McCarren Pool Up for Landmarking
McCarren Pool will be before the Landmarks Preservation Commission on January 30 for a landmarking hearing. Preservationists have had the pool on their landmarking list for nearly two decades. News of the sites around city that will get hearings on the 30th is passed along by the Historic Districts Council Blog. The historic pool was opened in 1936 and sat abandoned for years before being revived for use as a concert venue last year. Landmark status might actually give a boost to efforts to return it to life as a swimming pool. In any case, it would safeguard the facility from destruction or significant alteration. The Landmarks Commission document lists "the bath house, swimming pool, diving pool, wading pool, filter house, life guard house, brick perimeter walls, piers and cast-iron fencing, comfort stations, linking pathways, and the planter meridian paralleling the western side of the bath house, Lorimer Street between Driggs Avenue and Bayard Street, Brooklyn." Interestingly, the diving pool has already been filled in with dirt.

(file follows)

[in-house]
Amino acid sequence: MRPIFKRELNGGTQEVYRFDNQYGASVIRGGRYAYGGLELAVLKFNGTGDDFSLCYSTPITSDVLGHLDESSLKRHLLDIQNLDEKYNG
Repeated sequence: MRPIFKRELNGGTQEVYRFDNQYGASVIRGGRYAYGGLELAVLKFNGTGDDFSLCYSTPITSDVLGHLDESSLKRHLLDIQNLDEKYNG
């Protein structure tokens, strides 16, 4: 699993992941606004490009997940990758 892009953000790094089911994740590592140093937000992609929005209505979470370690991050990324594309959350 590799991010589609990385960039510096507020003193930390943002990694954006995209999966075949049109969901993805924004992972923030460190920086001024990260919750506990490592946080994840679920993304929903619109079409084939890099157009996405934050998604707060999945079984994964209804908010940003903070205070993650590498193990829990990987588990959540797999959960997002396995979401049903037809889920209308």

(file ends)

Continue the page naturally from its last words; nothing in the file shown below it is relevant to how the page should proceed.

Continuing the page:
The pool opened on July 31, 1936 and ceased operating as a pool in 1984. It was the eighth of eleven giant pools built by Robert Moses and the Works Progress Administration that opened during the summer of 1936. Mayor Fiorello LaGuardia cut the ribbon at McCarren pool on July 31, saying "no pool anywhere has been as much appreciated as this one." It was built to handle 6,800 swimmers and cost $1 million to build.
The future of programming at the pool is still being decided.